MCCAIN: No. First we have to send a message to the American people that we’re serious. The earmark and pork barrel spending, you know -- and when we’ve talked about earmarks, only a few million dollars, only a few ...
STEPHANOPOULOS: That’s a tiny fraction of the budget, though.
MCCAIN: It’s a tiny fraction, but it’s a signal of how serious we are. And when you say it’s a tiny fraction, remember every time we add one of those projects, it becomes a permanent part of the budget.
Huh? Fine, I know that McCain claims that earmarks are important even though they're a tiny portion of the budget, and I know that he claims that they cost money even though in fact most earmarks simply take money that would be spent under general formulas and transfer it into specific projects...we know all that. But everyone mostly gives McCain a pass on that, because after all budget stuff is far too complicated for, you know, a United States Senator to grasp. And we know that plenty of the stuff he sneers at are actually pretty good uses of government moneys, so much so that when he's challenged on some of them he retreats into rhetoric about how the process is bad even if the project is good.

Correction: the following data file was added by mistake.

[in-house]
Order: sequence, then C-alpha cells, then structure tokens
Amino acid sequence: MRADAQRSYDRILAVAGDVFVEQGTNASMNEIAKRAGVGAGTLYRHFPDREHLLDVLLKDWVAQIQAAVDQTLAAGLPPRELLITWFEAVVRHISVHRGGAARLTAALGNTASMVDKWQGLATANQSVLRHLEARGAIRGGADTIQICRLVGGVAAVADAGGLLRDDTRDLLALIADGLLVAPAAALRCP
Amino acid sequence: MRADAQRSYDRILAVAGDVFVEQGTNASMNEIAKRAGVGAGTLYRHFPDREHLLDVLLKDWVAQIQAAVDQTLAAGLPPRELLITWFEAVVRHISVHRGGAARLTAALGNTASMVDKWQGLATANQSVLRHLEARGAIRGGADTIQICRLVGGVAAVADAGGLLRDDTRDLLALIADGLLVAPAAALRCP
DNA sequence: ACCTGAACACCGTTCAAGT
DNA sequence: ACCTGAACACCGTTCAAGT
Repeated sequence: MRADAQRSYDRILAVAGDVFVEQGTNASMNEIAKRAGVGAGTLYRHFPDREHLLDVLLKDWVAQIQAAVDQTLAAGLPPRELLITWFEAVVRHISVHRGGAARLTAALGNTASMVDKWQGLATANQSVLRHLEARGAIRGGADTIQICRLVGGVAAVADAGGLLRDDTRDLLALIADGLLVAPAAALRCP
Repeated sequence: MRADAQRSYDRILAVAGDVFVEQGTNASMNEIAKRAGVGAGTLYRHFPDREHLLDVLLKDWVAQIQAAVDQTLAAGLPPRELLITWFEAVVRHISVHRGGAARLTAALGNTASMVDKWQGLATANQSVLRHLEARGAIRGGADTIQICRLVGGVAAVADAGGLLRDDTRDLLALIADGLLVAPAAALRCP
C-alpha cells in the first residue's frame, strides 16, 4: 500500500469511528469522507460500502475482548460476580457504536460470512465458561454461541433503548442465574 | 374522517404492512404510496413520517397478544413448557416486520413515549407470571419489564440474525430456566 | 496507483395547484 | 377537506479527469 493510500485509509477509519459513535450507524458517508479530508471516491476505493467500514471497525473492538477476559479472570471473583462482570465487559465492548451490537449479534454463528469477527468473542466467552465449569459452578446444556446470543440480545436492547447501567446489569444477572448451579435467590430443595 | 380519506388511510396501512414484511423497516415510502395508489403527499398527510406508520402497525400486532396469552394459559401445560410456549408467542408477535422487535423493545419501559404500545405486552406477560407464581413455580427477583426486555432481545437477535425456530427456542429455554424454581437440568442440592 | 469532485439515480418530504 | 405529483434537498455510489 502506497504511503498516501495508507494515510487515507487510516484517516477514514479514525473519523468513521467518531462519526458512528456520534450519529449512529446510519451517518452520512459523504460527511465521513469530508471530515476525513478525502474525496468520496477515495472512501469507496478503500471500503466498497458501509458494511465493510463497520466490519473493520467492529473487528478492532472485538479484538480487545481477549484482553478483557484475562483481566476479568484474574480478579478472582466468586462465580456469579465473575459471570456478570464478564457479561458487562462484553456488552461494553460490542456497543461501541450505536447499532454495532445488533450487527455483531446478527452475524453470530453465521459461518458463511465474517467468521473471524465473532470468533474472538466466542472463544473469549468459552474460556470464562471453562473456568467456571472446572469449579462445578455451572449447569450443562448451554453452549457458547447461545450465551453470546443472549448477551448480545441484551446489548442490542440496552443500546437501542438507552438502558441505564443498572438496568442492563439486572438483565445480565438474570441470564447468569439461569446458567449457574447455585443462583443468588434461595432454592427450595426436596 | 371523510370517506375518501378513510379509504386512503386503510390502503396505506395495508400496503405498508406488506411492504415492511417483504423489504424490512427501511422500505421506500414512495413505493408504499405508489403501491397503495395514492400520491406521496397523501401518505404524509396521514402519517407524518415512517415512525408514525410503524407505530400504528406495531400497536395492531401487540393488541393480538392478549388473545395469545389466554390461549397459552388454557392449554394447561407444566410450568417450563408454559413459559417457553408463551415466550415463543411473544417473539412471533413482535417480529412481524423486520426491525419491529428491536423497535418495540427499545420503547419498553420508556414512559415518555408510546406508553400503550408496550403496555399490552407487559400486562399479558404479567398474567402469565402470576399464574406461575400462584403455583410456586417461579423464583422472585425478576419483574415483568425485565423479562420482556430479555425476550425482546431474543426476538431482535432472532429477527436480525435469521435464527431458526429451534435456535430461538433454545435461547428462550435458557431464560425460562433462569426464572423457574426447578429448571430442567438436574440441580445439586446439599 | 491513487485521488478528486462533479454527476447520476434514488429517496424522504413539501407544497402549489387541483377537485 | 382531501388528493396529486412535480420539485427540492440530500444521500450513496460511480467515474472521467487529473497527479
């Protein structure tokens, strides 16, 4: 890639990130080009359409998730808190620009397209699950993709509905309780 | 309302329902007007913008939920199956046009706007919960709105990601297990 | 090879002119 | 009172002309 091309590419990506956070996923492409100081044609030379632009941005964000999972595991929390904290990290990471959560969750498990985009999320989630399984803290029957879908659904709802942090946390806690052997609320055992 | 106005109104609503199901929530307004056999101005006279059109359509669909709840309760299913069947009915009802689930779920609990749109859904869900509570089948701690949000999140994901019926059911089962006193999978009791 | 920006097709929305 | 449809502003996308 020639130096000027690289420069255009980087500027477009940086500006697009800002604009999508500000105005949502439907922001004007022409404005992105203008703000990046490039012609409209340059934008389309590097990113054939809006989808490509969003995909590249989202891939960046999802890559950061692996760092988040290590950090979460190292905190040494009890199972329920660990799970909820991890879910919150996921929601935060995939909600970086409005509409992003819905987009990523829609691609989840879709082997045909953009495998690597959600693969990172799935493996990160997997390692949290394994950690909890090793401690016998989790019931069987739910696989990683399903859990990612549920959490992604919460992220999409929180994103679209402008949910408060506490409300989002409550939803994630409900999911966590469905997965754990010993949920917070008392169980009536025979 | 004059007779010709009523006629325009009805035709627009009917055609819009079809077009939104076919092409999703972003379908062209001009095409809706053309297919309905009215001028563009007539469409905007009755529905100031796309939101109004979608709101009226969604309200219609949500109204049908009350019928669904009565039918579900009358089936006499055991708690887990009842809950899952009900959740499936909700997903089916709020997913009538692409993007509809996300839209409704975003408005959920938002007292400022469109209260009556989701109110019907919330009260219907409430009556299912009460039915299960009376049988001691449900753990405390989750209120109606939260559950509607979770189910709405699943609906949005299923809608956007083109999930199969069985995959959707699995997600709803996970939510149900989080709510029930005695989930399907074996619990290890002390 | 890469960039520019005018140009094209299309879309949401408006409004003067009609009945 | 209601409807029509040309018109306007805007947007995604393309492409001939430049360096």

But: "every time we add one of those projects, it becomes a permanent part of the budget." Again, huh? An earmark typically says that $X out of a bill must be spent on a particular project. Once the money is spent, it's gone. There's nothing "permanent" about it at all. The "permanent part of the budget" argument is a point against setting up new government programs, not against specific expenditures by existing programs.
I'm not the first one to ask, but does John McCain have any idea at all what he's talking about?
Or, to quote Mrs. Zambesi:
"Well being President of the United States is something that I shall have to think about."